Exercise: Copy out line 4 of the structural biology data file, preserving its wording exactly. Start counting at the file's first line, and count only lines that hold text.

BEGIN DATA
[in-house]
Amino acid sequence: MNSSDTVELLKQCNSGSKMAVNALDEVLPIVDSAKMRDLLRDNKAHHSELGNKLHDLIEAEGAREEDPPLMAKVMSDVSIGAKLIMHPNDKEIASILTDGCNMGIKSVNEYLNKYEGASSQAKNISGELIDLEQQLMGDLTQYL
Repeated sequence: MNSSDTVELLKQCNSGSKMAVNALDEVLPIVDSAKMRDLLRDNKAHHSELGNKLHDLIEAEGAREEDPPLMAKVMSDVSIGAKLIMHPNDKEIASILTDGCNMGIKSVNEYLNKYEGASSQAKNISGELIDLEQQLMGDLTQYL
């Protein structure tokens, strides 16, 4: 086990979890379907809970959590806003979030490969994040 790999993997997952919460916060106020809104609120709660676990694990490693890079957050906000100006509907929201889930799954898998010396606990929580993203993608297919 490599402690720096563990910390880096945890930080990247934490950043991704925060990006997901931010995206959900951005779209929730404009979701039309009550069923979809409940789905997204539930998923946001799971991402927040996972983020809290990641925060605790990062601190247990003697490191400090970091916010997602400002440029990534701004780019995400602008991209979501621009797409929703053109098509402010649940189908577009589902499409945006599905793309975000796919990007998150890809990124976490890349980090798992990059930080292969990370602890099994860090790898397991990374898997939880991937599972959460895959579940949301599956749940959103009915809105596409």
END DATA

């Protein structure tokens, strides 16, 4: 086990979890379907809970959590806003979030490969994040 790999993997997952919460916060106020809104609120709660676990694990490693890079957050906000100006509907929201889930799954898998010396606990929580993203993608297919 490599402690720096563990910390880096945890930080990247934490950043991704925060990006997901931010995206959900951005779209929730404009979701039309009550069923979809409940789905997204539930998923946001799971991402927040996972983020809290990641925060605790990062601190247990003697490191400090970091916010997602400002440029990534701004780019995400602008991209979501621009797409929703053109098509402010649940189908577009589902499409945006599905793309975000796919990007998150890809990124976490890349980090798992990059930080292969990370602890099994860090790898397991990374898997939880991937599972959460895959579940949301599956749940959103009915809105596409």